To penalize ethnic whites (southern and eastern Europeans, Irish, Jews, Catholics, and others) as inherently having "white privilege" is both intellectually dishonest and historically inaccurate.  Italian and Jewish Americans were lynched in the American South in the 19th and early 20th centuries.  In fact, 11 Italian Americans were lynched by a mob of thousands in New Orleans in 1891.  If that's "privilege," I would hate to see an example of oppression.

A better approach would be to emphasize the common humanity among people of all races, ethnicities, and religions.  The path forward shouldn't be to lower standards and qualifications, but to keep them consistent so everyone knows the mark that needs to be met.  We must work to prepare people of all backgrounds for the workforce of the 21st century.  When we all enter the race at the same starting line, we can reduce the resentment and hostility that stands in the way of actual equal opportunity.  Prior to the 1964 Civil Rights Act, Jim Crow was practiced widely.  After 1964, preference-based affirmative action came into vogue.  In the 21st century, it's time to try a different approach.

Michael A. Bertolone, M.S. is a freelance writer on workplace issues.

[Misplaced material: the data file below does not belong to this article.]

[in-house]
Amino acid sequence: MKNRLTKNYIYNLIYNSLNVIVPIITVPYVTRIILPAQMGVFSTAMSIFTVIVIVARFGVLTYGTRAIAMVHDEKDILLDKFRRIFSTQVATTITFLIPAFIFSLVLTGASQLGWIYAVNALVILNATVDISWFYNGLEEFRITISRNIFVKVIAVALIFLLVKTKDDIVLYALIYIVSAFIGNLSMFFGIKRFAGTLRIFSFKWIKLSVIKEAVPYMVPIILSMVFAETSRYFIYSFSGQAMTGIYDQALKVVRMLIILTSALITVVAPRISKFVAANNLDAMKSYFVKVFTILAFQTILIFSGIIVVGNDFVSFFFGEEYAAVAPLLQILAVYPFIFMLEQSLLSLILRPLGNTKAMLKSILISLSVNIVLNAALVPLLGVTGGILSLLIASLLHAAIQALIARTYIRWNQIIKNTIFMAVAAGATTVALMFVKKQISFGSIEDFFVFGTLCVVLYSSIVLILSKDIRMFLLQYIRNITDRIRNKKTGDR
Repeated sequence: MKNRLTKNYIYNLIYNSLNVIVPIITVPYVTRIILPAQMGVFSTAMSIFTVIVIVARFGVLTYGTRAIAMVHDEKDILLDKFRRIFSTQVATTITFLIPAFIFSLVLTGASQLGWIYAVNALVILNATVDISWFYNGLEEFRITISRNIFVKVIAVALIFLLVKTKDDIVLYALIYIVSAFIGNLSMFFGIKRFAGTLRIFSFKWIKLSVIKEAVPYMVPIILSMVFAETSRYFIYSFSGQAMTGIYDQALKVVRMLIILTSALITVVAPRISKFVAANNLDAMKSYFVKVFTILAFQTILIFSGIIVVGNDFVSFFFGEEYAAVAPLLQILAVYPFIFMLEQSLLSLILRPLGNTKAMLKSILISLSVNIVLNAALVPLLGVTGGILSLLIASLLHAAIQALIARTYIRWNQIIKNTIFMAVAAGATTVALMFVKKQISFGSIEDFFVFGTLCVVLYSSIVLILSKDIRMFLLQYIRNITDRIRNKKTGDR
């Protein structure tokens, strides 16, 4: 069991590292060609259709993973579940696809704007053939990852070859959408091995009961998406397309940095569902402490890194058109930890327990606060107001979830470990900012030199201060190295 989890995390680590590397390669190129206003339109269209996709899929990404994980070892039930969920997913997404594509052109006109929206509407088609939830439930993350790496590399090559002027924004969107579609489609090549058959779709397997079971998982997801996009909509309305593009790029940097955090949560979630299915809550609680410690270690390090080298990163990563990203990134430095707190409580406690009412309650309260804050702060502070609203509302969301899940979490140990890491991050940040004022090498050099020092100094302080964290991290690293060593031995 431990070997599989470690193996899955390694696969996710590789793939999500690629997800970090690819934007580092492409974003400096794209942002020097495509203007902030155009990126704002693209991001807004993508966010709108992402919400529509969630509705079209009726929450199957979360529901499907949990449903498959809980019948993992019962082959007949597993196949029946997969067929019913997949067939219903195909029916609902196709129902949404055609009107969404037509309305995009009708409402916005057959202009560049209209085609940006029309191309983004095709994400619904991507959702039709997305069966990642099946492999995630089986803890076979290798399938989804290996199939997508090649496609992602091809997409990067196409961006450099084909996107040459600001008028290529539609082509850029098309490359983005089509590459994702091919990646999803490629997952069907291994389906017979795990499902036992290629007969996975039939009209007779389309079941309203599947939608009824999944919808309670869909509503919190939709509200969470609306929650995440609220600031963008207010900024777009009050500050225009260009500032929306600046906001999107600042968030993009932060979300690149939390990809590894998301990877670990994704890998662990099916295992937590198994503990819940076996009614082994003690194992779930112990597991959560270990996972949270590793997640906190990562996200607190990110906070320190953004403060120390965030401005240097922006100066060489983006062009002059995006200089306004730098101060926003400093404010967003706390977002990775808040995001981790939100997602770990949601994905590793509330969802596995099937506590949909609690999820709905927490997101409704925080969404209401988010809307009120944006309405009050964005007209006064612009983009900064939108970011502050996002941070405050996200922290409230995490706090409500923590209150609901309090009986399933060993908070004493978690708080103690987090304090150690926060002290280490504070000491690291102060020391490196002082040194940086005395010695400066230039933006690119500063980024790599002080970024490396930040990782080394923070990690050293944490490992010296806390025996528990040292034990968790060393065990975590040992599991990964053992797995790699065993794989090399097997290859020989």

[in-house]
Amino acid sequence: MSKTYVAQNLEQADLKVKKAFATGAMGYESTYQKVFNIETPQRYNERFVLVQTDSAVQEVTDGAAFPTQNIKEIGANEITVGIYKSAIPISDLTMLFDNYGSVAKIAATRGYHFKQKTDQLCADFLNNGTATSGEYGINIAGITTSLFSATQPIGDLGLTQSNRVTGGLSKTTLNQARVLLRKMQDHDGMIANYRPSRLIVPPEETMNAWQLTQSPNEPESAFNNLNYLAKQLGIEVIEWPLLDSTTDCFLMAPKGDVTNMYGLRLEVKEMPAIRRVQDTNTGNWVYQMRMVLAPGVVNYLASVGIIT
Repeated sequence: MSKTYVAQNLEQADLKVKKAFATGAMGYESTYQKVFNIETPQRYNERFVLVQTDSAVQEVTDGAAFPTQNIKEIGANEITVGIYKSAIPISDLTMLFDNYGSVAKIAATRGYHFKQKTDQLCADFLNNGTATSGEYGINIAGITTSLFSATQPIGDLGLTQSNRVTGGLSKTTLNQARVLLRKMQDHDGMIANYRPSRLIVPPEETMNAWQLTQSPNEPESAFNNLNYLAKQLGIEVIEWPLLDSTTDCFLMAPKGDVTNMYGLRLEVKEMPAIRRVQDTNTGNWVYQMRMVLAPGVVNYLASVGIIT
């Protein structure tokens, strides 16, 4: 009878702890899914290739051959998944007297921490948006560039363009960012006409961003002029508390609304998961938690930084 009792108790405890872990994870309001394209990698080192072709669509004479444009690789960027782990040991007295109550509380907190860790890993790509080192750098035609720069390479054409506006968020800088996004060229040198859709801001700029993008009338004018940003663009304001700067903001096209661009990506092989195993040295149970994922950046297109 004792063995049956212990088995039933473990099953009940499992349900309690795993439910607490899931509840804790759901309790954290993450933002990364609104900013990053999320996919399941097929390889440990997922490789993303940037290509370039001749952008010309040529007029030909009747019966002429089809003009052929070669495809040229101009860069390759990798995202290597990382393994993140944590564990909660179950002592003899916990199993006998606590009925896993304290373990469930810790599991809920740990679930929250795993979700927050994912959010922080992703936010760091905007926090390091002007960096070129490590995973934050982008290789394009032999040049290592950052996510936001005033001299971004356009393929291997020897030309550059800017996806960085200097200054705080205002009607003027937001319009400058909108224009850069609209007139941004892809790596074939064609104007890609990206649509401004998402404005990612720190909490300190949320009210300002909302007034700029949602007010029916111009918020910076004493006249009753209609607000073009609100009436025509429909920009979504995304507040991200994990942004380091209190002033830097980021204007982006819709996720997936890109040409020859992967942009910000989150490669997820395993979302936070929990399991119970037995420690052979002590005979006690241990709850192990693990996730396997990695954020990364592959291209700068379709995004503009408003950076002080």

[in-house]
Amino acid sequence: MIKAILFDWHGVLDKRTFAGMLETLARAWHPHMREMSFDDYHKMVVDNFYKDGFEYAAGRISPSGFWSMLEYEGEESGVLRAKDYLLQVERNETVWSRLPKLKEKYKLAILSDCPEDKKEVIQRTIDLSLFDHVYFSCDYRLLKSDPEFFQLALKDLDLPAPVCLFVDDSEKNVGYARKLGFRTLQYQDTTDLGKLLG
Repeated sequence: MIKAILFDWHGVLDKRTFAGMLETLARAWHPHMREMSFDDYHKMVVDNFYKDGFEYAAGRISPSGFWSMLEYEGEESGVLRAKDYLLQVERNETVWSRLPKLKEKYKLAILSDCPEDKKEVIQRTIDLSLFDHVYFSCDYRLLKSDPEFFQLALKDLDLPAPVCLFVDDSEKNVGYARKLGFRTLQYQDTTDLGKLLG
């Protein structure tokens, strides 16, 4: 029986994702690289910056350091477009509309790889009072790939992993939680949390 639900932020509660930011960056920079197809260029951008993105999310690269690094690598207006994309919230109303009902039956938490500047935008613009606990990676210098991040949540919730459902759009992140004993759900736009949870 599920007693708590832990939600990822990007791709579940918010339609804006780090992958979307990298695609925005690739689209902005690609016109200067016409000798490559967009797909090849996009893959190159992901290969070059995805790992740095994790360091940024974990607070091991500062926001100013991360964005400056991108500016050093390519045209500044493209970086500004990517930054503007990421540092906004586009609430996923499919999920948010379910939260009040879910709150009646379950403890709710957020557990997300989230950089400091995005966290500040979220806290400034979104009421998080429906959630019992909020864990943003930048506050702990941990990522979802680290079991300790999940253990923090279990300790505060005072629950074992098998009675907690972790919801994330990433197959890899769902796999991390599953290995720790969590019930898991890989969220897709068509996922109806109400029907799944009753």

The year was 1968.  Assassinations, anti-war protests, riots, and social turmoil dominated the headlines.  In response to the civil unrest in our cities, President Lyndon B. Johnson appointed The National Advisory Commission on Civil Disorders, commonly known as the Kerner Commission.  Fifty years ago, on February 29, 1968, after seven months of investigation, the commission released its report.  The commission's most famous conclusion – "Our nation is moving toward two societies, one black, one white – separate and unequal" – has echoed throughout the subsequent decades.

Another less publicized but extremely influential document was also issued that year.  On May 2, 1968, Xerox CEO Joseph C. Wilson and Xerox president C. Peter McCollough sent a memo to all Xerox hiring managers directing them to hire under-qualified and outright unqualified minorities in response to the Civil Rights Movement and the riots that consumed American cities beginning in 1964.  While I believe they acted in a sincere (though misguided) effort to help, it was arguably a violation of the 14th Amendment's Equal Protection Clause.  And this type of policy predictably creates a wedge within society that is unnecessary and counterproductive.